Presentation on theme: "Chapter 3 Section 2: Business Growth & Expansion."— Presentation transcript:
Chapter 3 Section 2: Business Growth & Expansion
1. Business Growth through Reinvestment Businesses use an income statement (usually quarterly-3 months) to determine how much capital they can reinvest in the company. This capital comes from profits. Businesses reinvest by purchasing more of the factors of production.
Estimating Cash Flows Businesses find their net income by subtracting all of its expenses (taxes, rent, loan payments, utilities, wages, salaries, resources, & depreciation) from its revenues. Depreciation, or general wear & tear on capital goods, us a non-cash charge. Net income + non-cash charges = cash flow, or the actual amount of money a business has for reinvestment.
Reinvesting Cash Flow Reinvestment is decided by the sole proprietor, all partners, or the board of directors of the company. Business can produce more products or provide more services when reinvestment happens. A business remains profitable if reinvested cash flow is bigger than depreciation.
2. Growth through Mergers When businesses merge, one of the businesses gives up it identity. Reasons for Businesses Merging! 1. Need money to grow that the first business cannot generate on its own.
Reasons for Businesses Merging! 1.Need money to grow that the first business cannot generate on its own. 2. Efficiency 3. To acquire new product lines or technology. 4. To catch up or eliminate a rival business. 5. To lose corporate identity.
Merger – Business Needs Money Small electronics company who has invented a new style of MP3 player needs to capitalize on its invention as soon as possible before competitors come up with the same innovation, but they lack money to make enough of the new players to get them to the market in time. Instead, it merges with Microsoft because: 1) Microsoft is looking to break into the MP3 business; and 2) Microsoft has the capital (money & production capabilities) to get the new player to market)
Mergers - Efficiency Businesses merge to eliminate up management. Businesses merge to double the number of stores. Business doubles to produce more goods at a lower price.
Mergers – Add new product lines A business wants to produce a comparable product to a product of another business, but it would be more cost effective to merger with the other business. Costs less to buy Sanus Corporation than develop technology independently. Apple likes Sanus Corporation’s new phone operating system Add technology to Iphone
Mergers – To Eliminate Competition Some mergers take place for one business to rapidly catch up with a competitor or to eliminate a competitor. Royal Caribbean Cruise Lines buys Celebrity Cruise to become second biggest cruise line behind Carnival. AT & T attempts to purchase T- Mobile to eliminate competition.
Merger – To eliminate a corporate identity. Businesses merger to change name associated with a negative connotation. Valujet mergers with Air Tran to get rid of the Valujet name after a government investigation of a plane crash in 1997 killing 110 people showed massive mechanical negligence.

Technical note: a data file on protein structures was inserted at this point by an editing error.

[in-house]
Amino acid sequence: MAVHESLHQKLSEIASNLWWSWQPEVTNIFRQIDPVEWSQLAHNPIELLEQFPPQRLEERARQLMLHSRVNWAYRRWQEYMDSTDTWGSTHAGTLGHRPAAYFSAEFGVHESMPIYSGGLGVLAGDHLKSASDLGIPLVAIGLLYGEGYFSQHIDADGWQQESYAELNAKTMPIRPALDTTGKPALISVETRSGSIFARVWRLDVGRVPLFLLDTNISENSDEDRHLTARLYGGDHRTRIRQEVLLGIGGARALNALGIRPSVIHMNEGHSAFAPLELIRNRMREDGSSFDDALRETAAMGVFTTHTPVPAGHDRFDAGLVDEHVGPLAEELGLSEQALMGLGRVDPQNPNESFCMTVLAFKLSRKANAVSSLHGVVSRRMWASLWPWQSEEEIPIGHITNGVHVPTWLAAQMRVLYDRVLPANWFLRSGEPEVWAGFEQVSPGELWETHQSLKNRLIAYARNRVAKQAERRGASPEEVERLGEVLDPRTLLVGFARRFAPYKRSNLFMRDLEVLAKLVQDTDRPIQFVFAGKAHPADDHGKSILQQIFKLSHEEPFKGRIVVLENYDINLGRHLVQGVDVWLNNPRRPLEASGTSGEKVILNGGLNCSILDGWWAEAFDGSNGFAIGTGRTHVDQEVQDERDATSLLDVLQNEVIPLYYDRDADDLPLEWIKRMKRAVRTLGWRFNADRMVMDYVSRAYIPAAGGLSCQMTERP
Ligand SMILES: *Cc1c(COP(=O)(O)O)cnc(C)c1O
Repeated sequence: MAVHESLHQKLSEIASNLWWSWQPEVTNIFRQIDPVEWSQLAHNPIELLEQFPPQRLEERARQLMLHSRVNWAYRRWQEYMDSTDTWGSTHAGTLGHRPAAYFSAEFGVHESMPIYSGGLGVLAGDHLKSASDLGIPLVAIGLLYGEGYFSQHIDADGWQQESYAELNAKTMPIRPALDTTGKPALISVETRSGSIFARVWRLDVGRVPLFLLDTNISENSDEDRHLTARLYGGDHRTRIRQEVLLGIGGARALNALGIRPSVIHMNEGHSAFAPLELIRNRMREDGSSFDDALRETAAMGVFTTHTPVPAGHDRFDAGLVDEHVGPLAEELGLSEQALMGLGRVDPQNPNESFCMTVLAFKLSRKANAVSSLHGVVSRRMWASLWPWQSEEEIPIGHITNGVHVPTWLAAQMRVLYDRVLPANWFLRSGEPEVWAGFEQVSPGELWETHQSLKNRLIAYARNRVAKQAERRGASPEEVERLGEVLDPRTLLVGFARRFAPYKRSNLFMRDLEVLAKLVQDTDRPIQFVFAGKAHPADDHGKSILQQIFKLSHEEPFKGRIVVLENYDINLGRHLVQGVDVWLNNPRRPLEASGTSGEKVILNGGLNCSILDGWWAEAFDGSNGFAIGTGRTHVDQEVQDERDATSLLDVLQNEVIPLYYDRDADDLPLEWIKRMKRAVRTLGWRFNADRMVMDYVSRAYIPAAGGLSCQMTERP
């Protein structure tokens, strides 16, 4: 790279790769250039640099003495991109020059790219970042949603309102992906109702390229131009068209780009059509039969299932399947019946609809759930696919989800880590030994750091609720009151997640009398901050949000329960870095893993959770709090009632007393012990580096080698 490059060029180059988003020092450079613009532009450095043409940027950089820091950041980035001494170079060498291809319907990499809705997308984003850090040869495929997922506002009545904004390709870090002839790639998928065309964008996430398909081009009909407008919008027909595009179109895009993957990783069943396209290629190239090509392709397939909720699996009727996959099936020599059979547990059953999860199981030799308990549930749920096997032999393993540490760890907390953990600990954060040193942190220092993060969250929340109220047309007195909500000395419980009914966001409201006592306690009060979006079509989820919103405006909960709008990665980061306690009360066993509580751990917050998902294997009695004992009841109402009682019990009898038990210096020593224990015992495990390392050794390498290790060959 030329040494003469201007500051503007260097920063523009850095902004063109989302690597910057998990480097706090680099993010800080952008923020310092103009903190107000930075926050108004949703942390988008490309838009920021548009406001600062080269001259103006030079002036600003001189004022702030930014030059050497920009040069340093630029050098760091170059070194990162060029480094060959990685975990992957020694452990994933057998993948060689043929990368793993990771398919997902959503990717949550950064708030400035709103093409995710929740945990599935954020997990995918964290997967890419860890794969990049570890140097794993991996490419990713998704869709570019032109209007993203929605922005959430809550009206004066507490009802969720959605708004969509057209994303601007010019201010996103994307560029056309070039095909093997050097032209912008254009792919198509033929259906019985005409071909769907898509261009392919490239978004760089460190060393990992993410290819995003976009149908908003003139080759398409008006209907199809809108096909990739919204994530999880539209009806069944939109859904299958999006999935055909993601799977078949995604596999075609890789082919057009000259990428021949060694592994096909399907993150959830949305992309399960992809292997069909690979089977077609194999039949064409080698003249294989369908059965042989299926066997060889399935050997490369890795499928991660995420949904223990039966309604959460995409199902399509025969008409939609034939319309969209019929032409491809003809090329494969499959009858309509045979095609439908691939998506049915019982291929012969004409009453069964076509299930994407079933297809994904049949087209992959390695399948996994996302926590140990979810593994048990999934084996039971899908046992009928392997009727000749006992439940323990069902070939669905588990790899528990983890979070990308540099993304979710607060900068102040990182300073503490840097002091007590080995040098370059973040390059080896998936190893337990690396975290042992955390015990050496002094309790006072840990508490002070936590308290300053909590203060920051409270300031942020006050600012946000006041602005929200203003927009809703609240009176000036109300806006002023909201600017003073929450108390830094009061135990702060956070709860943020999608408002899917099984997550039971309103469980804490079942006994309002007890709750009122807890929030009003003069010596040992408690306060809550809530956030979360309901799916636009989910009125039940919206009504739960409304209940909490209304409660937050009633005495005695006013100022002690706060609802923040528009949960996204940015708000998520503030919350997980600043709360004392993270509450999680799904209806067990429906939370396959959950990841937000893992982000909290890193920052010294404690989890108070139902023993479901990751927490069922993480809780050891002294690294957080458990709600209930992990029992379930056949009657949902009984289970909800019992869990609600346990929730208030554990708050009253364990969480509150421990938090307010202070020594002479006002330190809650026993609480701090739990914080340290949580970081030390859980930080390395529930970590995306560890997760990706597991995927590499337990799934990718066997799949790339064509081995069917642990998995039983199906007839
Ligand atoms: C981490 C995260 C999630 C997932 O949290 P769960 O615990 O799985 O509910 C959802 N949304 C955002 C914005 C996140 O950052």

Types of Mergers Horizontal merger – two or more firms that produce the same type of product or service.
Types of Mergers Vertical Merger – firms merging that are in different steps of the manufacturing process of a product. eBay buys PayPal to use as billing service to cut down on steps needed to buy products.
Conglomerates A conglomerate is a firm that has at least four businesses, each making unrelated products, none of which are responsible for a majority of its sales. Ex: RJR Nabisco Diversification!
Multinational Corporations A corporation that has manufacturing or service operations in a number of different countries. Multinationals pay taxes in many countries, but capitalize on cheaper labor. Countries welcome multinationals as a way for a developing country to get new technology and employment opportunities. Sometimes, multinationals are accused of siphoning off resources and underpaying.
Nonprofit Organizations Businesses that operate in businesslike way to promote the collective interests of its members rather than to seek financial gain for its owners. Churches Schools Hospitals Welfare Groups Their economic performance is sometimes hard to judge because the value of their products is hard to measure.
Cooperatives (Co-ops) A voluntary association of people formed to carry on some kind of economic activity that will benefit its members. Consumer Cooperatives – buys bulk amount of goods such as food or clothes on behalf of its members. Service Cooperatives – provides services such as insurance, credit, babysitting instead of products. Producer Cooperatives – helps members promote or sell their products.
Labor, Professional, & Business Organizations Labor Unions – an organization of workers formed to represent its members in various employment matters. Professional Association – a group of people in a specialized occupation that works to improve the working conditions, skill level, & public perception of the profession
Business Organizations Chamber of Commerce – Organization that promotes the welfare of its members and the community. Chamber of Commerce helps business by: Promoting the city for new business Neighborhood cleanups sponsored by local firms Lobbying for governments for lower business taxes Educational opportunities for small business owners.
Role of Government Some government organization provide goods & services directly to the public. Ex.: Tennessee Valley Authority, FDIC, Postal Service Government also regulates business and industry to indirectly protect citizens and competition. Ex.: Laws governing pollution, utility regulation.